THERE ARE BONES EVERYWHERE. Black- and purple-painted models of the horn-faced carnivore Ceratosaurus nasicornis lie arranged by anatomical element in boxes. The cranium of a crocodile-like creature called a phytosaur rests on a worktable. Skeletons of dinosaurs, prehistoric mammals, and other wonders are stacked floor to ceiling in a storeroom. Past it, a Utahraptor ostrommaysi stands midkick, and the massive skull of the three-horned dinosaur Torosaurus waits to be fitted on a body. An artist grinds away at the head of the massive armored fish Dunkleosteus, sanding down its seams.
None of the bones scattered in plain view have been excavated from the ground. They’re resin likenesses that lead many a visitor to wonder aloud, “Are those fakes?” when exploring halls of strange and posed prehistoric skeletons. The answer is usually more complicated than viewers realize—and this busy fossil reconstruction studio in Fruita, Colorado, illustrates that perfectly.
Most people think of museums as hallowed strongholds of authentic dinosaur specimens. Each towering Tyrannosaurus or stupendous sauropod embodies life, death, extinction, survival, and, thanks to Hollywood, the enduring quest of sunburned explorers searching distant deserts. A replica doesn’t deliver that same gut punch of wonder. But that has more to do with our own misconceptions than it does with scientific reality.
Consider Sue the T. rex, arguably the most famous fossil dinosaur in the world. Standing in its own exhibit in Chicago’s Field Museum, Sue represents at least 80 percent of a full skeleton, making it the most complete specimen ever found of a “tyrant lizard king.” But paleontologists had to fill in the missing pieces with casts of other T. rex specimens they dug up. Sue’s real skull sits in a separate case on the floor, making it look as if the fossil was somehow in a car wreck. The piece is crushed and distorted from about 67 million years of sitting under layers of heavy sandstone. The pristine, grinning head seen on display is a scientifically informed artist’s impression of what the living animal looked like.
Fossil curators often stress the difference between casts and the originals, emphasizing the importance of making copies for display. The Field Museum, Australia’s Museums Victoria, and England’s Oxford University Museum of Natural History all try to get ahead of the “Is it real?” question on their websites. In 2018, London’s Natural History Museum sent its iconic cast of Diplodocus, “Dippy,” on tour, leading some commenters to surmise with shock that the renowned dinosaur had always been a fraud. “Let’s face it,” one Huffington Post commenter sneered, “Dippy isn’t even a dinosaur. She’s a fake.” And it’s not just Dippy—another take from a paleontology educator on reconstructed dinosaurs conceded that “even the best fossil casts are going to lack a certain something that the original fossils have,” though the article failed to dig into what that je ne sais quoi might be. Kids seem to be especially hung up on whether a bone was once part of a real animal or not. In a 2018 study in the International Journal of Science Education, Part B, one child told surveyors that dinosaur casts were “not as special” as original fossils “’cause, eh, you just know that it’s…a piece of plastic or something.’”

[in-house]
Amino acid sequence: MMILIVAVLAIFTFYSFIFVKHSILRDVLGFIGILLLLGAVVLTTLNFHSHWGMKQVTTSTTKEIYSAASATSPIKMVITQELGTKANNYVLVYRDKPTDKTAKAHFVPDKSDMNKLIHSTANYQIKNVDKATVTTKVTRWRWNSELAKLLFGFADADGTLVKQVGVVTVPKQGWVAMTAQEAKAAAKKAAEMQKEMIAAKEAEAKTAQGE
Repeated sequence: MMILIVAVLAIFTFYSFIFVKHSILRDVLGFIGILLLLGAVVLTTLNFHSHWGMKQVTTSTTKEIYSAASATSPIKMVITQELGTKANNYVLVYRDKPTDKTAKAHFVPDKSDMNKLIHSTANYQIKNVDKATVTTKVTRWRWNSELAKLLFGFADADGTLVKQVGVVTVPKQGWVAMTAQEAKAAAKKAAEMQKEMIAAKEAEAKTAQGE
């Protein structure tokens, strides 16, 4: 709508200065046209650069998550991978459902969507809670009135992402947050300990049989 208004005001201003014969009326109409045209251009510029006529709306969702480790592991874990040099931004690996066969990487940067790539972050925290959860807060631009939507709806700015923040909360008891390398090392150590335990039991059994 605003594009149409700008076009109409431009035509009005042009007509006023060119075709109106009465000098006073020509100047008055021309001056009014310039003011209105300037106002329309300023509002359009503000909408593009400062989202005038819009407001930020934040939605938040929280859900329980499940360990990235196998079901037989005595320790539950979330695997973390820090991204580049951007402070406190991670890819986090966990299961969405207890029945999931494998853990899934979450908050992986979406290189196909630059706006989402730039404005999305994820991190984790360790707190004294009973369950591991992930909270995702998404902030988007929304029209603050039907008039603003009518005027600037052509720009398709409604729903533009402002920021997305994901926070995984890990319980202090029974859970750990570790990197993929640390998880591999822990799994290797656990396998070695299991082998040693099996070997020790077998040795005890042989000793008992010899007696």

That same kid would probably find most genuine skeletons a letdown. Paleontologists occasionally uncover a dinosaur from volcanic ash and other sediments with every bone preserved perfectly in place, but most fossil animals are unearthed incomplete or damaged. If excavators simply freed them from their encasing rock and put them on display, museum patrons would be left scratching their heads over jumbles of weathered, flattened, and broken bones.
Casts and replicas bring flawed skeletons closer to what they looked like in real life. So they’re just as important to paleontologists as to they are the public. Reconstruction expert Rob Gaston notes that most of the specimens he receives at his workshop, which he opened 27 years ago with his partner Jennifer Schellenbach, would not be presentable without artistic intervention. The scraps are a far cry from the majestic creatures so many museum visitors hope to see. Liberating fossils from rock is only the first step in bringing a long-extinct animal back to something resembling life.
“Really, the process is twofold,” the artist says as the team at Gaston Design bustles around the maze of tables and cabinets. “The first thing we do is obtain pieces from the museum. Those are usually incomplete, broken, distorted.” It’s like receiving a hand-me-down puzzle with only half the pieces in the box—many of them in sorry shape.
The process doesn’t end with casting and correcting the original material. Whether a dinosaur is standing stock-still or running with jaws agape towards visitors, each reconstruction needs a metal armature that sits inside like a second skeleton. What’s more, the mounts have to be sanded down to remove seams, painted to look like the original rock, and assembled into their full forms before they leave the shop. The result is always something you can envision wrapped in muscle, scaly skin, and feathers.
THE SCIENTIFIC COMMUNITY hasn’t always had artists like Gaston on hand to fix and fit together those jumbled puzzle pieces. The way paleontologists reconstructed fossil skeletons through much of the 20th century is a perfect example of how even real bones can